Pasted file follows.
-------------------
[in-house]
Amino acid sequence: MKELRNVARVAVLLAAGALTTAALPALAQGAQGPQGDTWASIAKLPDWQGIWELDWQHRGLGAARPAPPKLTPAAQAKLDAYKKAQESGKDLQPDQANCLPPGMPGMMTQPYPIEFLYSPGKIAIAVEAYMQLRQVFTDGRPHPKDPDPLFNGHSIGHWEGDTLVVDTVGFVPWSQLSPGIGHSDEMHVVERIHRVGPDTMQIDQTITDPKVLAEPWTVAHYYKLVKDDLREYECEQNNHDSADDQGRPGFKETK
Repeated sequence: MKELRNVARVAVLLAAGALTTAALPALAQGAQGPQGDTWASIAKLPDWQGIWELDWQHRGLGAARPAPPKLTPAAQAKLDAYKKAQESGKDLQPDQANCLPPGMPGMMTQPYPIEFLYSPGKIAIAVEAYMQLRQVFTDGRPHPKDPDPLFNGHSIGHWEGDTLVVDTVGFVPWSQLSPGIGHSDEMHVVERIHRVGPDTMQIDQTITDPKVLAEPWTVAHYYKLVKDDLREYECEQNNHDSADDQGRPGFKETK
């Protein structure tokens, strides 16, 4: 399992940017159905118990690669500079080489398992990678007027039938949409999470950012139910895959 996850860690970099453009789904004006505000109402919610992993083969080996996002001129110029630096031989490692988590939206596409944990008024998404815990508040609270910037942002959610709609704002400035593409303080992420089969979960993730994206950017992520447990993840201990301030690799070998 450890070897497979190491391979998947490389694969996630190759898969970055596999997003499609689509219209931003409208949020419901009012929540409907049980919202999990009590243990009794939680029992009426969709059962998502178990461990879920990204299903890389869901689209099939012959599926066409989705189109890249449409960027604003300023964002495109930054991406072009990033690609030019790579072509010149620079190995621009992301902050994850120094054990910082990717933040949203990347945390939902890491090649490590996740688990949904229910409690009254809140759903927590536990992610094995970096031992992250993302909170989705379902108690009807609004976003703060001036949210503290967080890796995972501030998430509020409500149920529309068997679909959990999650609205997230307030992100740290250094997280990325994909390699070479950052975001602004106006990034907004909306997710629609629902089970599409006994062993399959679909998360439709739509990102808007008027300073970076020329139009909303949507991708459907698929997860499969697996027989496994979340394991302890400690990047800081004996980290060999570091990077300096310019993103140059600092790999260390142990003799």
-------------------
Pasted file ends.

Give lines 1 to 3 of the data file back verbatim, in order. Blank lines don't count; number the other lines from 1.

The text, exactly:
[in-house]
Amino acid sequence: MKELRNVARVAVLLAAGALTTAALPALAQGAQGPQGDTWASIAKLPDWQGIWELDWQHRGLGAARPAPPKLTPAAQAKLDAYKKAQESGKDLQPDQANCLPPGMPGMMTQPYPIEFLYSPGKIAIAVEAYMQLRQVFTDGRPHPKDPDPLFNGHSIGHWEGDTLVVDTVGFVPWSQLSPGIGHSDEMHVVERIHRVGPDTMQIDQTITDPKVLAEPWTVAHYYKLVKDDLREYECEQNNHDSADDQGRPGFKETK
Repeated sequence: MKELRNVARVAVLLAAGALTTAALPALAQGAQGPQGDTWASIAKLPDWQGIWELDWQHRGLGAARPAPPKLTPAAQAKLDAYKKAQESGKDLQPDQANCLPPGMPGMMTQPYPIEFLYSPGKIAIAVEAYMQLRQVFTDGRPHPKDPDPLFNGHSIGHWEGDTLVVDTVGFVPWSQLSPGIGHSDEMHVVERIHRVGPDTMQIDQTITDPKVLAEPWTVAHYYKLVKDDLREYECEQNNHDSADDQGRPGFKETK